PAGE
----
Splinters From The Tree December 2013
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Section 2 - Featured Bassett: Changes to newsletter format at the website
There is more than one way to read a blog. The first is if you really don’t want to learn how to use a blog/news reader, then you can just come to the website, click on the blog link, and read the articles. On the right side, you’ll see links to years, months, articles. Clicking on the tiny arrow, will expand the choices. By default, the current month is expanded. The articles are in the order they were posted, reverse chronologically, just like the years.
The other way is to use a blog reader. GoogleReader was the best in my opinion, but they eliminated it. Rather than tell you all about the alternatives, Lifehacker has an article doing that. You can skip over “step one” in that article as it is now moot. Note that in the “For Everyone Else” section there’s even a link on how to use Outlook as a reader. Personally, I use The Old Reader for some blogs, and Netvibes for others. The Netvibes link is in the “For Everyone Else” section. I like these two the best as they seem to be the closest to the old GoogleReader. Your preference may be much different.
The single most important thing you will need, regardless of which blog reader you use, is the “feed” address. You want to use http://www.bassettbranches.org/newsblog/feed when the blog reader asks you for that information.
The Splinters From The Tree archives through 2013 (including December) will remain on the website indefinitely. Starting now (actually started in October), the articles will be in the blog format. If you use a reader, you’ll get notified every time an article is posted, whether that’s one a week, or 6 times a month or (fill in the blank); - whenever Jeff gets one done he’ll give it to me to post.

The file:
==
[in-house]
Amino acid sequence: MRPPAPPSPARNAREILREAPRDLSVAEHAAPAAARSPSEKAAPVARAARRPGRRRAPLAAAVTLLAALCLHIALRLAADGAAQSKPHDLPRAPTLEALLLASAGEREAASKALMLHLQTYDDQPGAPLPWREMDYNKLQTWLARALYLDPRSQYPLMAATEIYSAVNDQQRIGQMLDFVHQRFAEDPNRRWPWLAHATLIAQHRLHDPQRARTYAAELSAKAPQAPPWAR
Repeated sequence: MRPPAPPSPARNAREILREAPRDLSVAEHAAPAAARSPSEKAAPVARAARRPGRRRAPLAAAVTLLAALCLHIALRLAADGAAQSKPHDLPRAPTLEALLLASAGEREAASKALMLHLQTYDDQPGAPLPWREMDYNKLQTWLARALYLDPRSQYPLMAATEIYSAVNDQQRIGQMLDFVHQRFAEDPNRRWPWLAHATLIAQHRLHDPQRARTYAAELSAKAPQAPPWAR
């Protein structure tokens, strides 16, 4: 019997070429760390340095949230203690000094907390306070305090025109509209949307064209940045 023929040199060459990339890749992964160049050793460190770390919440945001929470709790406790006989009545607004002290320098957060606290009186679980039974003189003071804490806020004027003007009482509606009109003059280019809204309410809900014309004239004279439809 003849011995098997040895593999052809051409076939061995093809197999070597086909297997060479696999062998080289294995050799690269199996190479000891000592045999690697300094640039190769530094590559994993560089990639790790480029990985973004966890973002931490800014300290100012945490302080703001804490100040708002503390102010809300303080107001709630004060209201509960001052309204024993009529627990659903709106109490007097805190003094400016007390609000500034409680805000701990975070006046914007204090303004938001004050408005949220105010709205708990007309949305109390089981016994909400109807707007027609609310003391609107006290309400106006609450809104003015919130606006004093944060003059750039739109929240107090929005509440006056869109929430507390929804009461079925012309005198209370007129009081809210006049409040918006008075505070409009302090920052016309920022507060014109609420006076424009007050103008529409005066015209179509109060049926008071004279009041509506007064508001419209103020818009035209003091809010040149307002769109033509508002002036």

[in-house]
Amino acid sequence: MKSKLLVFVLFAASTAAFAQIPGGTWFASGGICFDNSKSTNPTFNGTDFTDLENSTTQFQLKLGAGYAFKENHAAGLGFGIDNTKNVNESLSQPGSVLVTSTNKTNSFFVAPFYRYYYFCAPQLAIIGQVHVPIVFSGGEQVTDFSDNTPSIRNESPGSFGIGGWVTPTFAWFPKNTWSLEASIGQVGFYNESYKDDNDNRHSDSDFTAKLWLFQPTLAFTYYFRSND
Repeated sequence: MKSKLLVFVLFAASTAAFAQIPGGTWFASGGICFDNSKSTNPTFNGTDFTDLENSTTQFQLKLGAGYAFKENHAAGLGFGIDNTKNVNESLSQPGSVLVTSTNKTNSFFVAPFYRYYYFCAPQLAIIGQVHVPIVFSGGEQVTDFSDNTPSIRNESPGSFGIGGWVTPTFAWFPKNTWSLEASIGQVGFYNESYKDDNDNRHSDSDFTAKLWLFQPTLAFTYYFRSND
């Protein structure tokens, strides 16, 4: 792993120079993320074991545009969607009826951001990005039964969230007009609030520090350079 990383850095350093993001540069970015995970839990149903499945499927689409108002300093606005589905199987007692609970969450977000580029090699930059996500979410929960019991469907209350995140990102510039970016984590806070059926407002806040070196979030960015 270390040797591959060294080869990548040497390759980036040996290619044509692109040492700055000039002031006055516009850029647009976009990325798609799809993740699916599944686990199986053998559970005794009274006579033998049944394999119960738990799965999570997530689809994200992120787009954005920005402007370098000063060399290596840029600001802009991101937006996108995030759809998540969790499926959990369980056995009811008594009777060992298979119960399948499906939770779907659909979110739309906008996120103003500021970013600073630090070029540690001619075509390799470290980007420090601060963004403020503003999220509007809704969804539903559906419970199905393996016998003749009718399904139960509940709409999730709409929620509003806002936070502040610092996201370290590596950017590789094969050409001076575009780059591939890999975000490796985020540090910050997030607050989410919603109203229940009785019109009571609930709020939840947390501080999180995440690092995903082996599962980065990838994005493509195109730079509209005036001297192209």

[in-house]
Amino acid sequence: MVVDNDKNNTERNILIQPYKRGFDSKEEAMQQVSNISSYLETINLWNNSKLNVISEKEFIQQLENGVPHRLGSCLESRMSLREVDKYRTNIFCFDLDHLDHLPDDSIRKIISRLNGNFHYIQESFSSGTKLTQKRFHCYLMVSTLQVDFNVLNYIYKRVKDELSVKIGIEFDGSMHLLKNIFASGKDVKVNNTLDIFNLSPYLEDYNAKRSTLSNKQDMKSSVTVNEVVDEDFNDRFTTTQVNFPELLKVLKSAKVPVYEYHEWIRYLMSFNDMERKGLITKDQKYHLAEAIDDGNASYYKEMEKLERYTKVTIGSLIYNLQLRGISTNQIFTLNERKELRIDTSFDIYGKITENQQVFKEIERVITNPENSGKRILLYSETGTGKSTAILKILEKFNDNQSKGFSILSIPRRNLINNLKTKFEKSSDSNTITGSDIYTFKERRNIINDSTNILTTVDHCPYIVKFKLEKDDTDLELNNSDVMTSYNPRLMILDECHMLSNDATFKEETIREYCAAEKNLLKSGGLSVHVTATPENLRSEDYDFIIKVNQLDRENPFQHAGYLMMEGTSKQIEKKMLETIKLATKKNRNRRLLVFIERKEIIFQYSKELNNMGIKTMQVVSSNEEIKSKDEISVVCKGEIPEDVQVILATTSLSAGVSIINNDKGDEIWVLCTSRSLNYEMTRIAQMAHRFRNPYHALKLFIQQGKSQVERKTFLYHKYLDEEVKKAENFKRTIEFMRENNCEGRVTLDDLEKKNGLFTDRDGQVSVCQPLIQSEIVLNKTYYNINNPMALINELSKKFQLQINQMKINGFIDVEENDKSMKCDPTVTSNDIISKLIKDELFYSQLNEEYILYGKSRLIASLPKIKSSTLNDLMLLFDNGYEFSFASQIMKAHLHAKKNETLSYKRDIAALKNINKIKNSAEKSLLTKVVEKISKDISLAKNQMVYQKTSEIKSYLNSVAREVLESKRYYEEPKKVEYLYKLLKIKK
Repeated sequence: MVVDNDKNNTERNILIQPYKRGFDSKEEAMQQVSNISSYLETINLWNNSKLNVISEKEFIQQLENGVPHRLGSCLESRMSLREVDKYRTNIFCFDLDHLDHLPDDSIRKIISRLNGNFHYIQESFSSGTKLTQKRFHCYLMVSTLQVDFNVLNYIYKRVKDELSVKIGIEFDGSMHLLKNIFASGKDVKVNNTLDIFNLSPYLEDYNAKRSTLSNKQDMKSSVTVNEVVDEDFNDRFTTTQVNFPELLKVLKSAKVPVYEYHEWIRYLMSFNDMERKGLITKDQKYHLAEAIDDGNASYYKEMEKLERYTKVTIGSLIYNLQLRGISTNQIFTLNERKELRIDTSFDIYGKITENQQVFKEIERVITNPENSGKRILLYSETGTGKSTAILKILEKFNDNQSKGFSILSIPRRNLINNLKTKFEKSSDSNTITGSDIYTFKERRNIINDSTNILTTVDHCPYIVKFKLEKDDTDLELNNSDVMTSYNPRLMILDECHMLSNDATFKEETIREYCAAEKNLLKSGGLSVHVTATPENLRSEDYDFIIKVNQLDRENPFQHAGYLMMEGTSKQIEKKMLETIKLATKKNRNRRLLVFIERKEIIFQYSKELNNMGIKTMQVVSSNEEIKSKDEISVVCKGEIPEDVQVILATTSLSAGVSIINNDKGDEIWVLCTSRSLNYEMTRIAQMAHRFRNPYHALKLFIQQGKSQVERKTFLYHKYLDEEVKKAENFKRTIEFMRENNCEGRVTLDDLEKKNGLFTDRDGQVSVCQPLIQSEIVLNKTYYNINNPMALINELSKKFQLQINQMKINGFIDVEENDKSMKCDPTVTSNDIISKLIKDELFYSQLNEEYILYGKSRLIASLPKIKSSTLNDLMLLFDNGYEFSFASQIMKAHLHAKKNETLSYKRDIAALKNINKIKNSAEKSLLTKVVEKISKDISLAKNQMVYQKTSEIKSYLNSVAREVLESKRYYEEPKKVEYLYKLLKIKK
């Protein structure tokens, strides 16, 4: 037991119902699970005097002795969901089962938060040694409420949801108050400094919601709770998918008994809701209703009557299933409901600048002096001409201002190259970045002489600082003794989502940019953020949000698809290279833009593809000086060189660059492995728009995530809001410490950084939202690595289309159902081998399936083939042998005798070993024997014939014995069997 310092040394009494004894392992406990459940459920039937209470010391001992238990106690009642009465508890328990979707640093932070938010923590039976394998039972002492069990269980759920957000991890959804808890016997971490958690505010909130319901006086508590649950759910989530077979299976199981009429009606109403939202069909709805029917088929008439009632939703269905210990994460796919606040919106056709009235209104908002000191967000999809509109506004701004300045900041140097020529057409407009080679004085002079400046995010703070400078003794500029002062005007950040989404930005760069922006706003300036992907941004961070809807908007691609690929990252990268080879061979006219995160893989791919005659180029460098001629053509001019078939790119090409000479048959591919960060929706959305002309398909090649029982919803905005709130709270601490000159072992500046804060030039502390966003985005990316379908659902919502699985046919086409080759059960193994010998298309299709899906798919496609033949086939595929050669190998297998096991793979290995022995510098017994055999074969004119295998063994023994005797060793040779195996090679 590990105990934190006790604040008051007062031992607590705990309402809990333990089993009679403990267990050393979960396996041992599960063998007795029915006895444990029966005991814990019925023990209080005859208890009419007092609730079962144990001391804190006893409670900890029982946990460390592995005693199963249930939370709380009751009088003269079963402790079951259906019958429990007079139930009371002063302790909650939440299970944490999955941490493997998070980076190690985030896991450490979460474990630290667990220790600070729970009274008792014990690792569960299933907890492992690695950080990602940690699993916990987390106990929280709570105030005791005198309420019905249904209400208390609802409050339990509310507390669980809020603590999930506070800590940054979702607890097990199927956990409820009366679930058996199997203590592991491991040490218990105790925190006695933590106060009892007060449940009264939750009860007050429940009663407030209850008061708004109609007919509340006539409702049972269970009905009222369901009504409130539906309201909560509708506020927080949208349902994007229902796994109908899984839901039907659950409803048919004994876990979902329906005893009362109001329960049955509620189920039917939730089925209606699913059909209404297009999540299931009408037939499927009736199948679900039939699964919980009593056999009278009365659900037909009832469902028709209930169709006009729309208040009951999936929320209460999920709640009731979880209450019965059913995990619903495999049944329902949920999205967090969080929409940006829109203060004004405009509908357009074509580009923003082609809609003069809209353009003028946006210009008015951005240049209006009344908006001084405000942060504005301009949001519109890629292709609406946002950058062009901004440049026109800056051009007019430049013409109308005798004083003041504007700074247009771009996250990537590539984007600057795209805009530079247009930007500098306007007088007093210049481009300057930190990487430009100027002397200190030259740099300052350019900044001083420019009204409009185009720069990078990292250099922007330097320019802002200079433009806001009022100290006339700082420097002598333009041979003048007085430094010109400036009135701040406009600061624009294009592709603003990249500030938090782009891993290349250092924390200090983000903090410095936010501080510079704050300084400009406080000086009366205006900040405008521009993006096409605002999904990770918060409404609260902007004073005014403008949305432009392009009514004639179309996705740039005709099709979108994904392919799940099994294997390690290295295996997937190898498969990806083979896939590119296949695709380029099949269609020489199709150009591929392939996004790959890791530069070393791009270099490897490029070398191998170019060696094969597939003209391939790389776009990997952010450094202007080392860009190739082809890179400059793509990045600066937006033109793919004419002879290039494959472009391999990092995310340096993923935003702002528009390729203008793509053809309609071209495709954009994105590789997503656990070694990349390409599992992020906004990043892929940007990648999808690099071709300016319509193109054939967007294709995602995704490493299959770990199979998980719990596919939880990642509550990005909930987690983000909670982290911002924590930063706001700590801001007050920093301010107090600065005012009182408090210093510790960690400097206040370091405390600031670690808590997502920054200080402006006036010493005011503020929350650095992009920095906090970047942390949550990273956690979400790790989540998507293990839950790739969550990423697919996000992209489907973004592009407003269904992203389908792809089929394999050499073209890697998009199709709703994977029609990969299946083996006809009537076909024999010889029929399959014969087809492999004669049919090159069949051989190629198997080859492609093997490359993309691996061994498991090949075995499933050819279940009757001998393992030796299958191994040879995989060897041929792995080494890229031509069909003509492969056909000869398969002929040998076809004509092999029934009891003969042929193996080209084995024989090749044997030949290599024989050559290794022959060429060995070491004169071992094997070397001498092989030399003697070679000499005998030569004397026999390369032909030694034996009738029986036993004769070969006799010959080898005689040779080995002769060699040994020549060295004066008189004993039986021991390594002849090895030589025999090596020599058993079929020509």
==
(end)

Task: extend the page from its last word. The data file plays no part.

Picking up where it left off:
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Section 3 - Featured Bassett: Dog Tags for C.F. Bassett of Flint, Michigan
The following item was recently for sale on ebay.
Flint Journal, July 6, 1921
A very pretty wedding took place yesterday afternoon at 4 o’clock at the home of Mr. and Mrs. R.J. Gillespie, 515 W. Cour st. when their daughter, Mary I. Gillespie was united in marriage to Charles F. Bassett, son of Mr. and Mrs. R. N. Bassett. The ceremony was performed by Rev. Charles Wesley Wright of Wilmington, before a bank of potted palms, suliax, ferns and June lilies, and the young couple was attended by Miss Myrtle Gillespie, sister of the bride as maid of honor, and Miss Helen Rollee of Lansing as bridesmaid. Oran W. Rowland of Lansing was groomsman. Little Miss Bertha Richards Morrish was ring bearer and Master Charles R. J. Morrish scattered roses before the wedding party as they took their places. The ribbon bearers were Misses Sarah Esther Pollock, Harriet Dodder, Sarah E. Gillespie, Ruth Jennings, Glada Parker, Elizabeth Bassett, Masters Stewart Pollock and Gerald Jennings. The wedding march from “Lohengrin” was played by Mrs. Horace Caulkins and Mrs. Milton Caulkins sang “I Love You truly” preceding the ceremony.
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Section 4 - Featured Bassett: Golden Wedding for John Wesley Bassett of Pittsfield, Massachusetts
John Wesley Bassett is the son of Edward Bassett of England. Before finding this article, I did not know when the family arrived in the United States or where they came from in England. If the information is accurate, it may help locate Edward Bassett back in England.
Springfield Republican, July 5, 1900